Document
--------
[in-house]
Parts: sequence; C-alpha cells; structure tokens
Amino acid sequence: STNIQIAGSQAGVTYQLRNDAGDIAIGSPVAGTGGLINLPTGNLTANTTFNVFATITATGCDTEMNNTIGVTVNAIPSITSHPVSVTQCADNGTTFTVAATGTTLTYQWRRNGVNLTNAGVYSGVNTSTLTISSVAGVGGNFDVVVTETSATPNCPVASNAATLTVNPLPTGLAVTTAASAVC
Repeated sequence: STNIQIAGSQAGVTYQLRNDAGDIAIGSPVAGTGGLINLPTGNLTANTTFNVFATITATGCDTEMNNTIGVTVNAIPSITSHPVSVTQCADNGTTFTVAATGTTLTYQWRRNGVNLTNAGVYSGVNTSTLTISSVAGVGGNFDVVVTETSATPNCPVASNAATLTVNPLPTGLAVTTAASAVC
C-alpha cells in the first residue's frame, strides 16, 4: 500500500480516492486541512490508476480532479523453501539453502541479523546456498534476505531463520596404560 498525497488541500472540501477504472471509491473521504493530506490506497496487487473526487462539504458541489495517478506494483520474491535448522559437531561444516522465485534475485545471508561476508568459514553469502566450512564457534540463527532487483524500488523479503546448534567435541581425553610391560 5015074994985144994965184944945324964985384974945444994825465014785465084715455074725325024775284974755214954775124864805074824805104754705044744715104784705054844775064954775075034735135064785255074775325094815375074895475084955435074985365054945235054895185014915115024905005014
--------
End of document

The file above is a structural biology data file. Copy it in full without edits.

[in-house]
Parts: sequence; C-alpha cells; structure tokens
Amino acid sequence: STNIQIAGSQAGVTYQLRNDAGDIAIGSPVAGTGGLINLPTGNLTANTTFNVFATITATGCDTEMNNTIGVTVNAIPSITSHPVSVTQCADNGTTFTVAATGTTLTYQWRRNGVNLTNAGVYSGVNTSTLTISSVAGVGGNFDVVVTETSATPNCPVASNAATLTVNPLPTGLAVTTAASAVC
Repeated sequence: STNIQIAGSQAGVTYQLRNDAGDIAIGSPVAGTGGLINLPTGNLTANTTFNVFATITATGCDTEMNNTIGVTVNAIPSITSHPVSVTQCADNGTTFTVAATGTTLTYQWRRNGVNLTNAGVYSGVNTSTLTISSVAGVGGNFDVVVTETSATPNCPVASNAATLTVNPLPTGLAVTTAASAVC
C-alpha cells in the first residue's frame, strides 16, 4: 500500500480516492486541512490508476480532479523453501539453502541479523546456498534476505531463520596404560 498525497488541500472540501477504472471509491473521504493530506490506497496487487473526487462539504458541489495517478506494483520474491535448522559437531561444516522465485534475485545471508561476508568459514553469502566450512564457534540463527532487483524500488523479503546448534567435541581425553610391560 5015074994985144994965184944945324964985384974945444994825465014785465084715455074725325024775284974755214954775124864805074824805104754705044744715104784705054844775064954775075034735135064785255074775325094815375074895475084955435074985365054945235054895185014915115024905005014